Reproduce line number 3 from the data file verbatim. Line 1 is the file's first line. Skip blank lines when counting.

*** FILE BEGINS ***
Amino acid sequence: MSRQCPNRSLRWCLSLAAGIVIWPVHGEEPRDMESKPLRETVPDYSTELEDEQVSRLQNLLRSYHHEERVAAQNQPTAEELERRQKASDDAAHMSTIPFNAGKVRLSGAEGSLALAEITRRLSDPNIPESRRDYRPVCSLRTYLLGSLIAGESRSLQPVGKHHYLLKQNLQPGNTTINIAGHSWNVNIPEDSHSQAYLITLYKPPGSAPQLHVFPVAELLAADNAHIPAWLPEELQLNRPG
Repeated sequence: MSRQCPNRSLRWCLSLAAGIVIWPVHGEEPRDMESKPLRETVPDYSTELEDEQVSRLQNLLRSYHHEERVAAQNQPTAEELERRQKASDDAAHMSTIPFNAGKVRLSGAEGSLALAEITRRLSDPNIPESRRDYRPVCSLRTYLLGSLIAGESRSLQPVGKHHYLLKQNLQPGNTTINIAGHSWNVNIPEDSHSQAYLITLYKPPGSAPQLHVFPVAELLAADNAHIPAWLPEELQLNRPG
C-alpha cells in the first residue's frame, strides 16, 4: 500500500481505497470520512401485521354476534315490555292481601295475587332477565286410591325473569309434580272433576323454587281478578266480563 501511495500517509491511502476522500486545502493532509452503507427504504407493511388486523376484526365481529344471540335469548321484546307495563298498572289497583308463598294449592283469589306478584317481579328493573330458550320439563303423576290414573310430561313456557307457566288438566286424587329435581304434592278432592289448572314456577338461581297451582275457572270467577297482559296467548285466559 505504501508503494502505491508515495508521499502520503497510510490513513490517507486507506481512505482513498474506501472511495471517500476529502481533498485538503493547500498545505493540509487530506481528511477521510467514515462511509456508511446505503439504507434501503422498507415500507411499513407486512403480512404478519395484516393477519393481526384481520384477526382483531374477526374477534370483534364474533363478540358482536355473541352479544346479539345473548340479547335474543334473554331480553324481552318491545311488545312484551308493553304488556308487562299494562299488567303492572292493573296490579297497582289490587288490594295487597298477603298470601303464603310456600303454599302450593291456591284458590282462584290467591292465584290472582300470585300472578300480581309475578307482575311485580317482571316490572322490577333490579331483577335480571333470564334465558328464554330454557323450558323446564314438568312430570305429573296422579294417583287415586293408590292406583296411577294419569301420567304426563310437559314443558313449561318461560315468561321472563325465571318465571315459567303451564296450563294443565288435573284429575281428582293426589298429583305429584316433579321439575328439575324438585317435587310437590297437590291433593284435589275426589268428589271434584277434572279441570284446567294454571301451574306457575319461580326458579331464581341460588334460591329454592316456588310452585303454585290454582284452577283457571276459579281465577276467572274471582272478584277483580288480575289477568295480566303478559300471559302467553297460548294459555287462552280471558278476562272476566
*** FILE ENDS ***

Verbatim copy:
C-alpha cells in the first residue's frame, strides 16, 4: 500500500481505497470520512401485521354476534315490555292481601295475587332477565286410591325473569309434580272433576323454587281478578266480563 501511495500517509491511502476522500486545502493532509452503507427504504407493511388486523376484526365481529344471540335469548321484546307495563298498572289497583308463598294449592283469589306478584317481579328493573330458550320439563303423576290414573310430561313456557307457566288438566286424587329435581304434592278432592289448572314456577338461581297451582275457572270467577297482559296467548285466559 505504501508503494502505491508515495508521499502520503497510510490513513490517507486507506481512505482513498474506501472511495471517500476529502481533498485538503493547500498545505493540509487530506481528511477521510467514515462511509456508511446505503439504507434501503422498507415500507411499513407486512403480512404478519395484516393477519393481526384481520384477526382483531374477526374477534370483534364474533363478540358482536355473541352479544346479539345473548340479547335474543334473554331480553324481552318491545311488545312484551308493553304488556308487562299494562299488567303492572292493573296490579297497582289490587288490594295487597298477603298470601303464603310456600303454599302450593291456591284458590282462584290467591292465584290472582300470585300472578300480581309475578307482575311485580317482571316490572322490577333490579331483577335480571333470564334465558328464554330454557323450558323446564314438568312430570305429573296422579294417583287415586293408590292406583296411577294419569301420567304426563310437559314443558313449561318461560315468561321472563325465571318465571315459567303451564296450563294443565288435573284429575281428582293426589298429583305429584316433579321439575328439575324438585317435587310437590297437590291433593284435589275426589268428589271434584277434572279441570284446567294454571301451574306457575319461580326458579331464581341460588334460591329454592316456588310452585303454585290454582284452577283457571276459579281465577276467572274471582272478584277483580288480575289477568295480566303478559300471559302467553297460548294459555287462552280471558278476562272476566